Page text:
(Reuters) - U.S. chipmaker Advanced Micro Devices Inc reported a bigger-than-expected adjusted loss and a steep fall in sales for the first quarter and said it expected weak demand for personal computers to continue for some time.
Shares of the company, which also said it would exit the dense server system business, fell more than 8 percent in extended trading on Thursday.
Chief Executive Lisa Su said the PC market would remain challenged as original equipment manufacturers focus on lean inventories.
The company, which said in October it would cut 7 percent of its workforce, has been shifting its focus to gaming consoles and low-power servers to combat falling laptop sales.
But progress has lagged Wall Street’s expectations due to continued weak PC and graphic card sales as well as intense competition from Intel Corp.
Personal computer shipments fell 5.2 percent in the first three months of this year, extending three years of declines, according to research firm Gartner.
“It looks like the channel inventory dynamics that they have been struggling with for the past 2 quarters is continuing and their margins are under pressure,” Raymond James analyst Hans Mosesmann said.
Su, however, said she expects business to pick up in the second half of the year, pivoting hopes on the release of Windows 10 and new product offerings by the company.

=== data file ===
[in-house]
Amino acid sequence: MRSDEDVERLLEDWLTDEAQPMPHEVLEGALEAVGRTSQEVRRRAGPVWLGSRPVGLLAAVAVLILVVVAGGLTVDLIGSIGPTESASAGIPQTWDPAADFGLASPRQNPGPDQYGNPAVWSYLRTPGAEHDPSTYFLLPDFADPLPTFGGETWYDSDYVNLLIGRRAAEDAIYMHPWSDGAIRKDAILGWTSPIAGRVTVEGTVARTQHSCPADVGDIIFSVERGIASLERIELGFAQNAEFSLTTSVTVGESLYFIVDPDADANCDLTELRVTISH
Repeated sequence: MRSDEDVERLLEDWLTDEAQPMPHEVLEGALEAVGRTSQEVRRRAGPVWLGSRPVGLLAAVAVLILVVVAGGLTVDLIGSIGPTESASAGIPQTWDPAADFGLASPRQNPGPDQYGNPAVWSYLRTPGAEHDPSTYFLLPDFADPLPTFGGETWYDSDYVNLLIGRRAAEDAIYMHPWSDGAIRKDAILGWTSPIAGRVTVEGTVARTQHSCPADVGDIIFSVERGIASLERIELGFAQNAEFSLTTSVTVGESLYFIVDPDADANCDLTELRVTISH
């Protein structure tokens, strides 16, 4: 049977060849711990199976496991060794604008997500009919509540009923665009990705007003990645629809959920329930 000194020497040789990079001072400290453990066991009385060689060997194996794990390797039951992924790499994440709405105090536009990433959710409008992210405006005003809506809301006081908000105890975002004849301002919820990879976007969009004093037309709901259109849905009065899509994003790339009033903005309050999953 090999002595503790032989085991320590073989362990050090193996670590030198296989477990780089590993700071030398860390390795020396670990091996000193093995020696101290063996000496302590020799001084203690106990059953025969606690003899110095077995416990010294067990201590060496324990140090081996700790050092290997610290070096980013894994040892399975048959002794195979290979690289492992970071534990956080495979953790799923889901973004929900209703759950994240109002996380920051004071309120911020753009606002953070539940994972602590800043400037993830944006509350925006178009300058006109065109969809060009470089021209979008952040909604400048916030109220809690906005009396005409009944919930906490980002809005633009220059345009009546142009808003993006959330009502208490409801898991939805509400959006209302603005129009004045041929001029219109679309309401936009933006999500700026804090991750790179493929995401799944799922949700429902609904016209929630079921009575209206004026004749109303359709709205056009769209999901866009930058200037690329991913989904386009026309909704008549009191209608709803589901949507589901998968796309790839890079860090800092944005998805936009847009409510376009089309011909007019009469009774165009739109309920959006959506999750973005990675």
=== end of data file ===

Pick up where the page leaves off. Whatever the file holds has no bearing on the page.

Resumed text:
The dense server system business, formerly known as SeaMicro, helps firms reduce power consumption and improve space efficiency for data centers.
The company said it recorded a charge of $75 million in the first quarter related to the sale of the business as well as an additional $12 million charge related to a restructuring plan last year.
AMD’s net loss widened to $180 million, or 23 cents per share, in the quarter ended March 28 from $20 million, or 3 cents per share, a year earlier.
Excluding items, AMD reported a loss of 9 cents per share, compared with the average analyst estimate of a loss of 5 cents, according to Thomson Reuters I/B/E/S.
Revenue fell 26.2 percent to $1.03 billion, missing analysts’ average estimate of $1.05 billion.
AMD forecast current-quarter revenue to fall 3 percent, plus or minus 3 percent, from the first quarter.
That implied revenue of $999.1 million to $969.1 million, below analysts average estimate of $1.13 billion.
The company’s shares were down 8.4 percent at $2.63 in trading after the bell.
Reporting By Arathy S Nair and Lehar Maan in Bengaluru; Editing by Savio D'Souza and Saumyadeb Chakrabarty